Bruno wanted to carry the Gospel to Prussia. He tried for much of his life to get there, but events always diverted him somewhere else. Finally he made it to Prussia, but the Prussians did not want him. Next to preaching the Gospel to Prussians, the thing Bruno wanted the most was to die a martyr. The Prussians obliged him. On this day, February 14, 1009, they cut off his head and hacked his eighteen companions to death.
Bruno was born around 970 in Saxony. His family were great lords. Adalbert, the first archbishop of Magdeburg educated the boy at the cathedral school of Magdeburg. He proved to be a good student and a godly youth. Consequently, he was made a canon of the cathedral while still young. His duties brought him to the court of Emperor Otto III, who became his close friend and made him a court chaplain. But Bruno was not destined for a conventional career of cathedrals and courts.
On a trip to Rome, he met another Adalbert. This was Adalbert of Prague, soon to return to Prussia. The great missionary must have impressed Bruno, for not only would he write his life, he followed in his footsteps as an apostle to Prussia. For the time being, Bruno furthered his education under the inspiring direction of St. Romuald. Word reached Rome that Adalbert of Prague had died a martyr. Bruno was filled with a desire to risk his life for Christ, too--even to die as a martyr. He visited the monastery on the Avetine where Adalbert had trained and spoke with the abbot who was writing a life of Adalbert.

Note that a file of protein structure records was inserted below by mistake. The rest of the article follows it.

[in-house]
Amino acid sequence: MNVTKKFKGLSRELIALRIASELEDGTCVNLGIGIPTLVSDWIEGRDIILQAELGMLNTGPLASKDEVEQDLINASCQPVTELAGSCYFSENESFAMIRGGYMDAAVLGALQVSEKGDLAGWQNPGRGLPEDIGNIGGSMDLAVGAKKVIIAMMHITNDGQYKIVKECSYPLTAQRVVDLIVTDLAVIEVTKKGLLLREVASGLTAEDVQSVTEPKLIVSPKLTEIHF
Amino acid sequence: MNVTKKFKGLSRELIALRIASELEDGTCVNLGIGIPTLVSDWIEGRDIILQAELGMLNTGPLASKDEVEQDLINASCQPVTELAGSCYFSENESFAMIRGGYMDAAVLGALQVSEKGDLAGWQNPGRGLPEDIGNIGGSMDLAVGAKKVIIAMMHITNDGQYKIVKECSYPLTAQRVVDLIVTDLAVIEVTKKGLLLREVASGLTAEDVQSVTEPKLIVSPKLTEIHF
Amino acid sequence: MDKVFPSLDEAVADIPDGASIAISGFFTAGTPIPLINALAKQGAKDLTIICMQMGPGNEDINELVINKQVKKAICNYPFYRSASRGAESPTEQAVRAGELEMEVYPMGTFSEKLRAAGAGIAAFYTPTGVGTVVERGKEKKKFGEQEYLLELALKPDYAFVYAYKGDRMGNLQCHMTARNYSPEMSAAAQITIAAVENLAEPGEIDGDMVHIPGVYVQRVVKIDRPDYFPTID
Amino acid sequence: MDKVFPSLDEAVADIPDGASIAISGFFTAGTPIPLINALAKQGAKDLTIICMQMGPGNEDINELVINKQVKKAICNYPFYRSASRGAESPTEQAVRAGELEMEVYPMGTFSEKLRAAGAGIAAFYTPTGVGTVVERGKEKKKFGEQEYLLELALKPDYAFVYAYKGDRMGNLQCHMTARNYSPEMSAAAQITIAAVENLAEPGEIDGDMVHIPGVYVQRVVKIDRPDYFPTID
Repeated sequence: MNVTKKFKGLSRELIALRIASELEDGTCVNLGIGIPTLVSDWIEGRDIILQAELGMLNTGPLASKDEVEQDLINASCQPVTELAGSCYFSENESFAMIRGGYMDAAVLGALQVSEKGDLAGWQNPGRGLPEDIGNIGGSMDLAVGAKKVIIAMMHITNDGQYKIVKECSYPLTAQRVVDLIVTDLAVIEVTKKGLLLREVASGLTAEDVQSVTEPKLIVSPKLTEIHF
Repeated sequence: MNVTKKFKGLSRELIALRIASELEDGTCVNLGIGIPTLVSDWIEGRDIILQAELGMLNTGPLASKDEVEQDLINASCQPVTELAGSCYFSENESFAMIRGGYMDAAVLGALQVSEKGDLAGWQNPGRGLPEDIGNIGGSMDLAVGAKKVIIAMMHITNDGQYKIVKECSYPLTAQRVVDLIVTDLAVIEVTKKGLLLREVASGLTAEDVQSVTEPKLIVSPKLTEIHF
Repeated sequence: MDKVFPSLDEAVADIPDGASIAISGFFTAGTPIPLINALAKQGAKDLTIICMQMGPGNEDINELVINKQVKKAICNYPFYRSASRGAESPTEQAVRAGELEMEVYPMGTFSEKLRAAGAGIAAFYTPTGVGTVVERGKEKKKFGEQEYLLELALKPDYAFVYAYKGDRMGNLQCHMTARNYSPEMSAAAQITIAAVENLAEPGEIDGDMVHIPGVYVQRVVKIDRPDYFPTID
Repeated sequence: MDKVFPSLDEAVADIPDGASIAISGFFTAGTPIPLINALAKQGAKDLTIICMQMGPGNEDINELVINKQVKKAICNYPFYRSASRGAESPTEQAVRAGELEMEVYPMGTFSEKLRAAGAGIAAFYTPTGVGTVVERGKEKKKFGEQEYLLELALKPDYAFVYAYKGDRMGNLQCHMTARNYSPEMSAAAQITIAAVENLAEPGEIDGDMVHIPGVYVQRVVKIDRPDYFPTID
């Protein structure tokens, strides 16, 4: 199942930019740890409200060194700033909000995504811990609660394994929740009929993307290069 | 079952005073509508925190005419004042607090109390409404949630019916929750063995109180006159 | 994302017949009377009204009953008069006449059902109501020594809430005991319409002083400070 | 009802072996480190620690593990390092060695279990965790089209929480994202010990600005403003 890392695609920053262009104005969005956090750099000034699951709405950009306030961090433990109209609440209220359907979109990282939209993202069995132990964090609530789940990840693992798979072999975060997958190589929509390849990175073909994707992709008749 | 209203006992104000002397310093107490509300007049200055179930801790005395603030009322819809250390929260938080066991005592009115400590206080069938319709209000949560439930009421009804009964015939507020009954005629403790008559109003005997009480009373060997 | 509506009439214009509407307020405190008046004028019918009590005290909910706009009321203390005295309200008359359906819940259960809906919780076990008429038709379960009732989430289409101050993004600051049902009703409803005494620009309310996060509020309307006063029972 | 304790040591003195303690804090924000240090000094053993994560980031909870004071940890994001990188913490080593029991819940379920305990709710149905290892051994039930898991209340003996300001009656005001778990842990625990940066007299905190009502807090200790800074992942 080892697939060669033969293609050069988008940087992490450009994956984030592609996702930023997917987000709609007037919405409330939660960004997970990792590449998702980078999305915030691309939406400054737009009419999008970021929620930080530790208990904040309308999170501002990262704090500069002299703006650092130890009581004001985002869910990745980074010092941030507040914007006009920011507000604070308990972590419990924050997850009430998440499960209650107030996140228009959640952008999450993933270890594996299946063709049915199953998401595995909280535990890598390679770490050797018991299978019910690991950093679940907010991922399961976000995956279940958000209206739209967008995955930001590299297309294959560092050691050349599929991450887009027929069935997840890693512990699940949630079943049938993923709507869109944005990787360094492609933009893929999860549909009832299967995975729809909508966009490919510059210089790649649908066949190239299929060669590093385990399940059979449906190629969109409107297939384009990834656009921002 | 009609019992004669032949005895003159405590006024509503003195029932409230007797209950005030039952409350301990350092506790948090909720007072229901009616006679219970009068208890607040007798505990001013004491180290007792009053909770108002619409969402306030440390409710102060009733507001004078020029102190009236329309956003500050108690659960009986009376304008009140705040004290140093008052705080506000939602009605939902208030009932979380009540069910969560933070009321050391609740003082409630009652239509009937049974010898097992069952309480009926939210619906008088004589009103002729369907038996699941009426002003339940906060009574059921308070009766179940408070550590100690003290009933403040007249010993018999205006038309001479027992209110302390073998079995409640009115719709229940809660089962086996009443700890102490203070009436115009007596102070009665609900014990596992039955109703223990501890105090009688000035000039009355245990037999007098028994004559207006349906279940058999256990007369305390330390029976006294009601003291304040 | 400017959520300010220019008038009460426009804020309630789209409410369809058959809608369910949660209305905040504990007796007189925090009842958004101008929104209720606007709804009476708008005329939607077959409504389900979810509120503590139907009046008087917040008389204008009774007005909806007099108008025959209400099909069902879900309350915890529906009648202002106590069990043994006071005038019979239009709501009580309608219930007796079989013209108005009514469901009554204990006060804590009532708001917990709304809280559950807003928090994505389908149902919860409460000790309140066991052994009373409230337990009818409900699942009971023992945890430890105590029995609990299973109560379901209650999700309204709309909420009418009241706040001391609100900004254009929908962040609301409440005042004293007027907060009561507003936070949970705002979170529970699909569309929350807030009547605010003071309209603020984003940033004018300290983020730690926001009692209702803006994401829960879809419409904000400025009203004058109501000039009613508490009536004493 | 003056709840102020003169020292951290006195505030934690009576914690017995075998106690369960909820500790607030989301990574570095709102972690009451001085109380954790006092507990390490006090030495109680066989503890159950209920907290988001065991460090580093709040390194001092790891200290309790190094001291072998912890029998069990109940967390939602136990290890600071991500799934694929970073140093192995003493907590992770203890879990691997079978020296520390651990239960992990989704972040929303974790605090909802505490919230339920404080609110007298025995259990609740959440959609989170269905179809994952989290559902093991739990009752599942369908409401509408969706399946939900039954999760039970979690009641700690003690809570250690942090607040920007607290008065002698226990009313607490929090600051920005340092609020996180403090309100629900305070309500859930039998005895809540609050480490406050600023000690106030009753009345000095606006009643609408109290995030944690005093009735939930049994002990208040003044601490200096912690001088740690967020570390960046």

From the Avetine, Bruno joined Romuald in Ravenna. Otto III had created a new monastery there. Already Bruno was preparing himself to complete Adalbert's work by taking the Gospel to Prussia. His rigorous training included fasting, hard work, all-night vigils and beatings.
Bruno sent two monks ahead of him to learn the language while he traveled back to Rome to get the approval of the pope. The pope, the emperor and Romuald all supported his aim to become a missionary. In 1004 Bruno was made archbishop to the gentiles and took the name Boniface.
War between Poland and Emperor Henry II forced Bruno to postpone entering Prussia. Instead, he ventured into Hungary. Opposition from the court and Greek monks made it futile to stay there and so he traveled to Kiev, where Prince Vladimir welcomed him and appointed him to work among some of his fiercest subjects. Bruno baptized thirty converts in five months. He then proceeded to Poland and from Poland to Prussia.
The Prussians made it clear they wanted nothing to do with the Gospel. Bruno persisted in his attempt to reach them. Driven away, he and his eighteen companions turned back toward Russia, preaching bravely as they went. The angry heathen fell on them and killed them.
- Butler, Alban. "St. Bruno, or Boniface, of Querfurt, Bishop and Martyr." Lives of the Saints. Various editions.
- Meier, Gabriel. Bruno of Querfurt. The Catholic Encyclopedia. New York: Robert Appleton, 1914.
- Sherbowitz-Wetzor, O. P. "St. Bruno of Querfurt." New Catholic Encyclopedia. New York: McGraw-Hill, 1967.
- Various internet sources.
Last updated June, 2007